This is Me!

I had a conversation with Jolanda in which I told her my whole life story–the good, the bad, and the ugly. Before the talk, I was hesitant to tell her how I had treated women poorly because she is a woman and the mother of two daughters. I didn’t want to jeopardize our blooming friendship with my tainted past.

But Jolanda didn’t judge me in any way. She understood everything I did in my life as a part of me unfolding. She picked out the best parts of me even in the darkest situations. I felt relieved, happy, and honored to be me, perhaps for the first time since I was a pure, innocent child. I could embrace all my trespasses as well as the trespasses of others as a beautiful tapestry woven of light and dark.

This interaction reminded me of Neil Douglas-Klotz’s translation of the Aramaic [the dialect that Yeshua spoke] version of the Lord’s Prayer:

Loose the cords of mistakes binding us, as we release the strands we hold of others’ guilt.

Forgive our hidden past, the secret shames, as we consistently forgive what others hide.

Lighten our load of secret debts as we relieve others of their need to repay.

Erase the inner marks our failures make, just as we scrub our hearts of others’ faults.

Absorb our frustrated hopes and dreams, as we embrace those of others with emptiness.

Untangle the knots within so that we can mend our hearts’ simple ties to others.

Compost our inner, stolen fruit as we forgive others the spoils of their trespassing.

Loose the cords of mistakes binding us, as we release the strands we hold of others’ guilt.

Jolanda embraced my frustrated dreams and hopes with emptiness. She forgave my hidden past and secret shames. She helped me untangle my knots within, which allowed me to mend my hearts’ simple connection with others. I felt whole again, almost as if I had been baptized in the river Jordan by Yeshua himself/herself.

A friend turned me on to Zach Bush who talks about working as a doctor in the ER. One night three of his patients died, yet he was able to revive them all. All three said the same thing when he brought them back to life: “Why did you bring me back?” They said, when they died, they experienced a white light of total acceptance for who they were.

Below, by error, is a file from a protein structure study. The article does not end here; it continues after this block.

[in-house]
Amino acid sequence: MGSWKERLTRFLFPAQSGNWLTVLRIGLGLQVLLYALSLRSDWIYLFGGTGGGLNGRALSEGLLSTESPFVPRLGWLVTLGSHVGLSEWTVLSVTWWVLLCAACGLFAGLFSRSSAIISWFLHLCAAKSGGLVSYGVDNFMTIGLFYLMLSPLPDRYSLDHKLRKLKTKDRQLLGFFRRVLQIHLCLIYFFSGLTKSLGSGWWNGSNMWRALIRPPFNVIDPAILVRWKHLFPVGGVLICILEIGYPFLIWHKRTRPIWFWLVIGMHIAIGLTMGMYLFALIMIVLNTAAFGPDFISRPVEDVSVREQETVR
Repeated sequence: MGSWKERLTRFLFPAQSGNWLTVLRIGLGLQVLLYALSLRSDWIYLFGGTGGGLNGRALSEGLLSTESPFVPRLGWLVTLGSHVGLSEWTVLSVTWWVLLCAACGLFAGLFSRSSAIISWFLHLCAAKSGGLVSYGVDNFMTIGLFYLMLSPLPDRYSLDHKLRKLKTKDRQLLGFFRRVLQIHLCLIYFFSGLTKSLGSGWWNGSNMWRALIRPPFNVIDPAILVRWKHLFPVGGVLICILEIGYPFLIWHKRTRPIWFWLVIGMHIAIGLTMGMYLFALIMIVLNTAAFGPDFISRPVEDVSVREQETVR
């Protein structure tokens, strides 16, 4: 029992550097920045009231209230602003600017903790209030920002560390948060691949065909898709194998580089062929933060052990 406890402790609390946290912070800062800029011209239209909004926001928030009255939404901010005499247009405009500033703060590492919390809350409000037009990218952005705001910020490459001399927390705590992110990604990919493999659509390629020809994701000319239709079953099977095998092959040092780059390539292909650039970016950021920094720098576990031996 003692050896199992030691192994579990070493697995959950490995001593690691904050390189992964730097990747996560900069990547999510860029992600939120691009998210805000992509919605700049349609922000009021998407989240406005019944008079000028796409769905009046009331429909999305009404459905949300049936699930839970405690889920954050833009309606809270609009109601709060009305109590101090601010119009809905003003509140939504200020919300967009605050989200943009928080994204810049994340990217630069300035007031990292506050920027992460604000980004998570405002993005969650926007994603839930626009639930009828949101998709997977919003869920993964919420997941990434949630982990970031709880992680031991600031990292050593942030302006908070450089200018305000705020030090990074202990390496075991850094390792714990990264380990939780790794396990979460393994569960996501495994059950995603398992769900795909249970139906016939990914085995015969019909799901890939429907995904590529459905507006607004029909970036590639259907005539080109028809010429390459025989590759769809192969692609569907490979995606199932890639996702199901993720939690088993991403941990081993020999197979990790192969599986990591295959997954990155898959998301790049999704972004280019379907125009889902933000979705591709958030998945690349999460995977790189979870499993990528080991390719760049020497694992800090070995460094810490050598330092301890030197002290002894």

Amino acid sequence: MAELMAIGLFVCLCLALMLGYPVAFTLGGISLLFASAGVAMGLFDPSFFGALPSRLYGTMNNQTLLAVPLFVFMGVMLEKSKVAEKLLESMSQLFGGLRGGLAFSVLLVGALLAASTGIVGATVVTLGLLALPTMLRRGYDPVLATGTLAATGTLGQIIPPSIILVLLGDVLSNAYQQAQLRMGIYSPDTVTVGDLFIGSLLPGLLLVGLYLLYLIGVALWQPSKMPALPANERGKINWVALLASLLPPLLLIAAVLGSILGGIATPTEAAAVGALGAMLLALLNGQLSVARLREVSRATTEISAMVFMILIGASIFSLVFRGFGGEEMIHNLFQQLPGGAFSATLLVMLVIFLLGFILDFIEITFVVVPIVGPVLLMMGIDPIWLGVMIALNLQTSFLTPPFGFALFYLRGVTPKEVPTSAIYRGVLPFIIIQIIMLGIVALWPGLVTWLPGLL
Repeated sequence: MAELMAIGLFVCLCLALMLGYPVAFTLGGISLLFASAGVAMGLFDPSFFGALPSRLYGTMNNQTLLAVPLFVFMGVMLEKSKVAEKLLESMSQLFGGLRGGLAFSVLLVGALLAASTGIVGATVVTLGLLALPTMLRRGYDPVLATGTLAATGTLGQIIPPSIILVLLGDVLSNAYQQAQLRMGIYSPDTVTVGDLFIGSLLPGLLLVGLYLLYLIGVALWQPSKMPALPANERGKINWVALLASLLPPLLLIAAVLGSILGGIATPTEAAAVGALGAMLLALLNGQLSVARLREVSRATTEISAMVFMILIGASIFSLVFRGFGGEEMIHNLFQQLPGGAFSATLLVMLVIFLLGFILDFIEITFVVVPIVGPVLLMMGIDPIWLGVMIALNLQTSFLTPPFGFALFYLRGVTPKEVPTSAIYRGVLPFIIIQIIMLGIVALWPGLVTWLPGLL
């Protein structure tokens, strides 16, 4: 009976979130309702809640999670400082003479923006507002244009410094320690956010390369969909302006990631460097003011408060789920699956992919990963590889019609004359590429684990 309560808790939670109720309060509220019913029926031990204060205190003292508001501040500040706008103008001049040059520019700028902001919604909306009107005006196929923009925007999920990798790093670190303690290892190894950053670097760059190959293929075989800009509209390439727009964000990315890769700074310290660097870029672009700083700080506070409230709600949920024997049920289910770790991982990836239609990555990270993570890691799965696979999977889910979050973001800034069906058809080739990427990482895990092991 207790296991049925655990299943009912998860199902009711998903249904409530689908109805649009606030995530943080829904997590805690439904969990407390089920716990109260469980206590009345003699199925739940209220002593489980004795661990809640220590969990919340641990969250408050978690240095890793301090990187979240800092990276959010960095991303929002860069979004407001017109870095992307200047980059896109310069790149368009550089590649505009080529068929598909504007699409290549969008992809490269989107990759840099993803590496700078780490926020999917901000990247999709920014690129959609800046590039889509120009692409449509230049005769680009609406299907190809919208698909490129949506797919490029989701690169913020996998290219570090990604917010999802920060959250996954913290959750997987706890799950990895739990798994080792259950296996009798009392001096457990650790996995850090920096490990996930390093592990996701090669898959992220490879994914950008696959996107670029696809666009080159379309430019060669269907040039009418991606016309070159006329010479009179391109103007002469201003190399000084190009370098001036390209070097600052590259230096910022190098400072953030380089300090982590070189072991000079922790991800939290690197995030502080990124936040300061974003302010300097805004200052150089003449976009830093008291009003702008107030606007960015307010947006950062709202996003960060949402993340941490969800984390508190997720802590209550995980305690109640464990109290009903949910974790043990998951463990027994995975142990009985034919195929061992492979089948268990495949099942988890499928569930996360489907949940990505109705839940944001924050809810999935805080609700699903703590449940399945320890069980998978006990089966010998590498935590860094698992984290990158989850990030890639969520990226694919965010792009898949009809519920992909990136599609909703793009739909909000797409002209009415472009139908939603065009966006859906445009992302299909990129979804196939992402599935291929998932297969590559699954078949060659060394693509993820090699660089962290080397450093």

“We are beings of light and we are completely accepted at every moment, including this moment when we would rape the earth, when we would kill each other at the rate we do, when we would destroy the entire ecosystem of a green planet in the middle of black space, when we would have that level of hubris, WE ARE STILL COMPLETELY ACCEPTED. And our journey is somehow understood by something more benevolent and more complete than we can see as human beings. What if we all looked at each other in wonder and awe and said, ‘You’re enough. I accept you completely. I want to be with you. I want to live with you. I want to be alive’.”

I experienced this total benevolent acceptance with Jolanda. I felt alive for the first time in a decade. I felt the joy of inhabiting my body, my life, and my soul. I hope everyone experiences this unconditional acceptance at one point in their lives–hopefully, before they die. It is a life-changer, literally. It changed the life I thought I was living. It changed my view of the past, the present, and the future.

A few days later, I was watching The Greatest Showman for the 5th time, and I started bawling when the “outcasts” were excluded from the reception with Jenny Lynn. The marched out singing the song, “This is Me.” I felt like the song encapsulated all that Jolanda had shared with me:

And I know that I deserve your love

There’s nothing I’m not worthy of

When the sharpest words wanna cut me down

I’m gonna send a flood, gonna drown them out

This is brave, this is bruised

This is who I’m meant to be, this is me!

As the singers entered the big tent and a spotlight shown down upon them, the sun pierced through my window and blessed my tears. I felt accepted in the eyes of the divine.

This version of the song made me cry again. “WE ARE GLORIOUS!”

Love you all!